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Senate debates legislation that would order postal workers back to work

Members of the Canadian Union of Postal Workers, occupy Minister of Environment Catherine McKenna's community office in Ottawa, Friday, November 23, 2018.
Image Credit: THE CANADIAN PRESS/Fred Chartrand
November 24, 2018 - 1:00 PM

OTTAWA - Senators spent hours on Saturday studying legislation that would order an end to postal workers' rotating strikes, as the bill quickly passed the first two readings in the upper house.

The bill was sent to the Senate early Saturday, just hours after the Liberal government pushed it through the House of Commons in a special sitting that lasted into the wee hours of the morning.

"It's a position I didn't want to be in, but our government has come to the point of last resort," Labour Minister Patty Hajdu told the Senate as she urged senators to give Bill C-89 their collective nod of approval.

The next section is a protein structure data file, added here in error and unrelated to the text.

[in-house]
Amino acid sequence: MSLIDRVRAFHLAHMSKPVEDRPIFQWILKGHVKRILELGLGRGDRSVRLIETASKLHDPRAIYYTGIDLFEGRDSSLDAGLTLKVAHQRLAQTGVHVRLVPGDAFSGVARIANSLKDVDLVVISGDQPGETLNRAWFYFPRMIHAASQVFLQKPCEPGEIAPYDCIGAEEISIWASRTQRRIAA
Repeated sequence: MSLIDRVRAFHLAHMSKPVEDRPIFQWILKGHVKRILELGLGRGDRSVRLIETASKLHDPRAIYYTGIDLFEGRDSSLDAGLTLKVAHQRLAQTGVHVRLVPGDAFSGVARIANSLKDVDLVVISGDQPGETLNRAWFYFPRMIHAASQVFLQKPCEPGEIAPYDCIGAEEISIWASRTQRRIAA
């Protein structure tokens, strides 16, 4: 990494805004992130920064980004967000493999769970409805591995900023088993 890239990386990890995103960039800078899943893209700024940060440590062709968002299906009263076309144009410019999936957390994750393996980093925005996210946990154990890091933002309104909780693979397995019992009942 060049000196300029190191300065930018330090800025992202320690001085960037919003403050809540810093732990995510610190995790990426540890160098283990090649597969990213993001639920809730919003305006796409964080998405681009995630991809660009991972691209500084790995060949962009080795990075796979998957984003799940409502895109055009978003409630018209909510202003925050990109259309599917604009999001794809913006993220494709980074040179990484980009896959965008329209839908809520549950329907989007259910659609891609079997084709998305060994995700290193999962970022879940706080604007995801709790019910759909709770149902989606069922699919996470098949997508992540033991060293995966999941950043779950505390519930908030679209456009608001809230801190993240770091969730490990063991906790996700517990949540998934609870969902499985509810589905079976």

If the upper chamber approves the bill, it will go into effect at noon eastern time the day after receiving royal assent.

If passed, the bill would appoint a mediator-arbitrator to help Canada Post and the union representing its workers come to an agreement. If mediation fails, the two sides would enter binding arbitration.

Members of the Canadian Union of Postal Workers have held rotating walkouts for a month, causing massive backlogs of unsorted mail and packages at postal depots.

Canada Post says it could take weeks — even stretching into 2019 — to clear the backlog that has built up, especially at major sorting centres in Toronto, Montreal and Vancouver.

CUPW's 50,000 members, in two groups, are demanding better pay for rural and suburban carriers, as well as greater job security and minimum guaranteed hours.

Those in favour of the back-to-work legislation say it would help small businesses that rely on parcel delivery around the holidays.

Critics — including New Democrat MPs, some of whom walked out of the Commons in protest on Friday evening — say it infringes on postal workers' right to strike.

News from © The Canadian Press, 2018
The Canadian Press

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